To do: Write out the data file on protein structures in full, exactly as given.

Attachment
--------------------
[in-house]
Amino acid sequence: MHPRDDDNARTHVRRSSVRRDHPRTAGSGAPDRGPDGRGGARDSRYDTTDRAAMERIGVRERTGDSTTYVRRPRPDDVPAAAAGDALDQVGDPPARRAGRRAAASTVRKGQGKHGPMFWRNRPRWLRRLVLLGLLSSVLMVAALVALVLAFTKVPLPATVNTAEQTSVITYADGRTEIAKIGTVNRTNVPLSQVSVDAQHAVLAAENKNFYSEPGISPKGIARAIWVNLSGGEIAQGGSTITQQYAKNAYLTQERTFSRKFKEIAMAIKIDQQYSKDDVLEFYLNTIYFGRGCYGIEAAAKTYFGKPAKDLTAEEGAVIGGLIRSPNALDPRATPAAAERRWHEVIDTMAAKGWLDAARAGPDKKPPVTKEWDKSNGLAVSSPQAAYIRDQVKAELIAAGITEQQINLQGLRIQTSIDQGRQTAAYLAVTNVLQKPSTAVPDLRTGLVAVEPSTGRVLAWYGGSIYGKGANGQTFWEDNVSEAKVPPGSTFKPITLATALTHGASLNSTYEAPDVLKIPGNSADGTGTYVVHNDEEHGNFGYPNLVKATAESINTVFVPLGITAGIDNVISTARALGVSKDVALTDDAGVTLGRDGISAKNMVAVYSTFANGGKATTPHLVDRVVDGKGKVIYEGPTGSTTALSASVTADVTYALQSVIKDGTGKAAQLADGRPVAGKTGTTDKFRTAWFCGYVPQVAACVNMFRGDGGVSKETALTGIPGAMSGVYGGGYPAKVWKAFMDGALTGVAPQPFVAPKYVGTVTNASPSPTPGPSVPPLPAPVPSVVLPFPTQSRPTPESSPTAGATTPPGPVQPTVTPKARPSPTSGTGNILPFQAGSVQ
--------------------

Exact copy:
[in-house]
Amino acid sequence: MHPRDDDNARTHVRRSSVRRDHPRTAGSGAPDRGPDGRGGARDSRYDTTDRAAMERIGVRERTGDSTTYVRRPRPDDVPAAAAGDALDQVGDPPARRAGRRAAASTVRKGQGKHGPMFWRNRPRWLRRLVLLGLLSSVLMVAALVALVLAFTKVPLPATVNTAEQTSVITYADGRTEIAKIGTVNRTNVPLSQVSVDAQHAVLAAENKNFYSEPGISPKGIARAIWVNLSGGEIAQGGSTITQQYAKNAYLTQERTFSRKFKEIAMAIKIDQQYSKDDVLEFYLNTIYFGRGCYGIEAAAKTYFGKPAKDLTAEEGAVIGGLIRSPNALDPRATPAAAERRWHEVIDTMAAKGWLDAARAGPDKKPPVTKEWDKSNGLAVSSPQAAYIRDQVKAELIAAGITEQQINLQGLRIQTSIDQGRQTAAYLAVTNVLQKPSTAVPDLRTGLVAVEPSTGRVLAWYGGSIYGKGANGQTFWEDNVSEAKVPPGSTFKPITLATALTHGASLNSTYEAPDVLKIPGNSADGTGTYVVHNDEEHGNFGYPNLVKATAESINTVFVPLGITAGIDNVISTARALGVSKDVALTDDAGVTLGRDGISAKNMVAVYSTFANGGKATTPHLVDRVVDGKGKVIYEGPTGSTTALSASVTADVTYALQSVIKDGTGKAAQLADGRPVAGKTGTTDKFRTAWFCGYVPQVAACVNMFRGDGGVSKETALTGIPGAMSGVYGGGYPAKVWKAFMDGALTGVAPQPFVAPKYVGTVTNASPSPTPGPSVPPLPAPVPSVVLPFPTQSRPTPESSPTAGATTPPGPVQPTVTPKARPSPTSGTGNILPFQAGSVQ